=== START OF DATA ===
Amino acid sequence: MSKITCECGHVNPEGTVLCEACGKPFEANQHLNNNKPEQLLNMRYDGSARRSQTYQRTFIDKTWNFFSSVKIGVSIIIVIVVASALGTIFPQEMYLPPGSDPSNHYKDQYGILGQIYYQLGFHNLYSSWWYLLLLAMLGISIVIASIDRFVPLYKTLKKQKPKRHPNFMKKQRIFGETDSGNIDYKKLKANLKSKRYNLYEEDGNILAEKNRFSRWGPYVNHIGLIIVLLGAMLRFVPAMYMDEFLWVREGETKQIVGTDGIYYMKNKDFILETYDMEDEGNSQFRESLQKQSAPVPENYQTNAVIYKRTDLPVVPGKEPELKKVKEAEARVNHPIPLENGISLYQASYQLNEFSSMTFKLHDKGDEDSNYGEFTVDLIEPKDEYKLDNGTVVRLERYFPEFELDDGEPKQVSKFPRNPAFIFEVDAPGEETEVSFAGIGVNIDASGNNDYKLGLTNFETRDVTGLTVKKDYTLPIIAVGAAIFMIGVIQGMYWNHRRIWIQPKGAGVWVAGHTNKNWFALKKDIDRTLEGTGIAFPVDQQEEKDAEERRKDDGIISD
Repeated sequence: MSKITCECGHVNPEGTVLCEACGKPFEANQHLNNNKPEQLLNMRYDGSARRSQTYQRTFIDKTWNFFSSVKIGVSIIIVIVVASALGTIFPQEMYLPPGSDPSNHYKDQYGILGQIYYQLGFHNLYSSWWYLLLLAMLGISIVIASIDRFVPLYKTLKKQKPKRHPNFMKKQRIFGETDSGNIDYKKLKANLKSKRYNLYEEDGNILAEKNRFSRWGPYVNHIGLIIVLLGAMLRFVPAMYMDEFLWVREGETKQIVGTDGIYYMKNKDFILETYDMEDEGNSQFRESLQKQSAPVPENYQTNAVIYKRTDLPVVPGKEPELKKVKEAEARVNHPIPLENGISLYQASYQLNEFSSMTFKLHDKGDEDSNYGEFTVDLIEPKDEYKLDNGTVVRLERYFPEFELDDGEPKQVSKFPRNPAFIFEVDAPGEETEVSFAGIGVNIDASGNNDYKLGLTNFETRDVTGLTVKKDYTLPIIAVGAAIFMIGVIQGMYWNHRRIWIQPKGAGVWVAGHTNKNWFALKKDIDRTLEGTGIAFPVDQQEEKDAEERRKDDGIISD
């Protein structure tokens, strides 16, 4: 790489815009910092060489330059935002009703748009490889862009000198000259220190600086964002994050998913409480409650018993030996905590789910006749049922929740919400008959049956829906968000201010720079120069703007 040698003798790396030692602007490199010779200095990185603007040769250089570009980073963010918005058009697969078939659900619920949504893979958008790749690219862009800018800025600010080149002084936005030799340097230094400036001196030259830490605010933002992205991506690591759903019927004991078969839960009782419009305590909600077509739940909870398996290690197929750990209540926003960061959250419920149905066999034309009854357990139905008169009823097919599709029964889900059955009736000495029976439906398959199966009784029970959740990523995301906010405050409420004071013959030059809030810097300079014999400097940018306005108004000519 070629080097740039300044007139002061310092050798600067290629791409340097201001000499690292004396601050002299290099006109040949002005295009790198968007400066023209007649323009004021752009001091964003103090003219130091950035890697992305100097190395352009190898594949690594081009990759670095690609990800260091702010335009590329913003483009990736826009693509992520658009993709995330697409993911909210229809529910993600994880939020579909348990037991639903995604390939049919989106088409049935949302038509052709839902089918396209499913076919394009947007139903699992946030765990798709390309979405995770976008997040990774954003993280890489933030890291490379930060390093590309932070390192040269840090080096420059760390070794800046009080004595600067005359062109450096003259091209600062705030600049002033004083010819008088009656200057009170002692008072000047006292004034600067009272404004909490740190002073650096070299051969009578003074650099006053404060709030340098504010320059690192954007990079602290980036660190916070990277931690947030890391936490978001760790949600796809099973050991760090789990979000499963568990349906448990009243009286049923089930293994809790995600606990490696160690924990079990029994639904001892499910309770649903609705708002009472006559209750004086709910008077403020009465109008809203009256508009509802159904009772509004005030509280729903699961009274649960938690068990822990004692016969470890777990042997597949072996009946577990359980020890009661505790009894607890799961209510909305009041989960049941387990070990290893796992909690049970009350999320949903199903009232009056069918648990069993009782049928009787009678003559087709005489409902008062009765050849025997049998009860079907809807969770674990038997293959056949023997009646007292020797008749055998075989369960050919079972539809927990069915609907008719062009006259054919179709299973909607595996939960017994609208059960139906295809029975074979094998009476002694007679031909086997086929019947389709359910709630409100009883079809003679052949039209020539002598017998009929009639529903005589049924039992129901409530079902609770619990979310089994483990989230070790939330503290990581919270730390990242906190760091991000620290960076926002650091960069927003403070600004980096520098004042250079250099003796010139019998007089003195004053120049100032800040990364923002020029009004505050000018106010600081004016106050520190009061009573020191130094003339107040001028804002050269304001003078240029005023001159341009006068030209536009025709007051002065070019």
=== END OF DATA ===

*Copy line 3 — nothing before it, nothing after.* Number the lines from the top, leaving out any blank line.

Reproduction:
């Protein structure tokens, strides 16, 4: 790489815009910092060489330059935002009703748009490889862009000198000259220190600086964002994050998913409480409650018993030996905590789910006749049922929740919400008959049956829906968000201010720079120069703007 040698003798790396030692602007490199010779200095990185603007040769250089570009980073963010918005058009697969078939659900619920949504893979958008790749690219862009800018800025600010080149002084936005030799340097230094400036001196030259830490605010933002992205991506690591759903019927004991078969839960009782419009305590909600077509739940909870398996290690197929750990209540926003960061959250419920149905066999034309009854357990139905008169009823097919599709029964889900059955009736000495029976439906398959199966009784029970959740990523995301906010405050409420004071013959030059809030810097300079014999400097940018306005108004000519 070629080097740039300044007139002061310092050798600067290629791409340097201001000499690292004396601050002299290099006109040949002005295009790198968007400066023209007649323009004021752009001091964003103090003219130091950035890697992305100097190395352009190898594949690594081009990759670095690609990800260091702010335009590329913003483009990736826009693509992520658009993709995330697409993911909210229809529910993600994880939020579909348990037991639903995604390939049919989106088409049935949302038509052709839902089918396209499913076919394009947007139903699992946030765990798709390309979405995770976008997040990774954003993280890489933030890291490379930060390093590309932070390192040269840090080096420059760390070794800046009080004595600067005359062109450096003259091209600062705030600049002033004083010819008088009656200057009170002692008072000047006292004034600067009272404004909490740190002073650096070299051969009578003074650099006053404060709030340098504010320059690192954007990079602290980036660190916070990277931690947030890391936490978001760790949600796809099973050991760090789990979000499963568990349906448990009243009286049923089930293994809790995600606990490696160690924990079990029994639904001892499910309770649903609705708002009472006559209750004086709910008077403020009465109008809203009256508009509802159904009772509004005030509280729903699961009274649960938690068990822990004692016969470890777990042997597949072996009946577990359980020890009661505790009894607890799961209510909305009041989960049941387990070990290893796992909690049970009350999320949903199903009232009056069918648990069993009782049928009787009678003559087709005489409902008062009765050849025997049998009860079907809807969770674990038997293959056949023997009646007292020797008749055998075989369960050919079972539809927990069915609907008719062009006259054919179709299973909607595996939960017994609208059960139906295809029975074979094998009476002694007679031909086997086929019947389709359910709630409100009883079809003679052949039209020539002598017998009929009639529903005589049924039992129901409530079902609770619990979310089994483990989230070790939330503290990581919270730390990242906190760091991000620290960076926002650091960069927003403070600004980096520098004042250079250099003796010139019998007089003195004053120049100032800040990364923002020029009004505050000018106010600081004016106050520190009061009573020191130094003339107040001028804002050269304001003078240029005023001159341009006068030209536009025709007051002065070019």